A San Francisco-based investment fund has broken cover with an approach to take one of the UK’s top housebuilders private in a £1.5bn deal which it claims is driven by social purpose as well as returns.
Inclusive Capital Partners, or In-Cap, revealed its approach for developer Countryside Partnerships on Monday, going public after being rebuffed twice by the company’s board.
In-Cap has built up a roughly 9 per cent stake in the company, making it the second-largest shareholder after Browning West, which has previously lobbied Countryside for a shake-up and now has a presence on the board.
Jeffrey Ubben, founder and managing partner of In-Cap, said he launched the investment vehicle to “prove that stakeholder capitalism could work; that environmental, social and governance imperatives were the new value driver”.
Ubben previously founded ValueAct and built the business into a $16bn hedge fund. He has promised a friendlier approach to activist investment.
“We want to be a responsible owner that delivers homes on time. Not one of these private equity funds that puts a lot of debt on companies,” he said.
Countryside, he added, “is a perfect match for us. It has prospered for 30 years by executing on a stakeholder model: working with the government and partners to rebuild neighbourhoods with quality, affordable homes.”
But the business had lost its way, said Ubben. Countryside, which did not immediately respond to a request for comment, has struggled over the past year, with ambitious growth plans running aground and the company missing out on the housing boom which benefited other builders.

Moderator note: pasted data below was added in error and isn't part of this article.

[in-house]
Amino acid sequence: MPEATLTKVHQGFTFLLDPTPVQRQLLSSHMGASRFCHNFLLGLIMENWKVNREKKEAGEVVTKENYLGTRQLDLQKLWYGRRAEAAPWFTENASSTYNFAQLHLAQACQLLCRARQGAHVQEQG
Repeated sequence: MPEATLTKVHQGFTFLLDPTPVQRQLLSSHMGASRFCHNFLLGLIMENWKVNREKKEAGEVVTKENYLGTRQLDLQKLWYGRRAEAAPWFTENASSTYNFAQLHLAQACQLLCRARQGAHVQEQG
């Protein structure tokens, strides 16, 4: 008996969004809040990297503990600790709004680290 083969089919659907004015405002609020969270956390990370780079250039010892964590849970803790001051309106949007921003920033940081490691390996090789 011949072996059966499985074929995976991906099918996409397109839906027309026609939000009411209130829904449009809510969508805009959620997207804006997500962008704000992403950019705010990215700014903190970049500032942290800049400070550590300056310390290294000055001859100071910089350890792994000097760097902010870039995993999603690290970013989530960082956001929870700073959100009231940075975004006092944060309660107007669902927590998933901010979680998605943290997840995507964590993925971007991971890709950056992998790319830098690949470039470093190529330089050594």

A profit warning in January exposed operational issues at the company and led to the departure of former chief executive Iain McPherson.
That warning and the ensuing collapse in the group’s share price has left it open to a takeover approach, according to Clyde Lewis, an analyst at Peel Hunt.
“The [housebuilding] sector is down 24 per cent year to date, [Countryside] is down 50 per cent before today; that’s what’s opened them up,” he said.
In-Cap’s offer is at 295p a share, a premium of about 25 per cent to Friday’s closing price. But Lewis said that a successful bid would likely have to be in excess of that.
“It’s not going to get the deal done, not unless the market absolutely tanks . . . I suspect they will have to get a lot closer to 350p, maybe even more than that. The 12-month high is 572, virtually double the offer. This for me is an opening salvo,” he said.
Shares in Countryside were up 20 per cent to 287p in midday trade.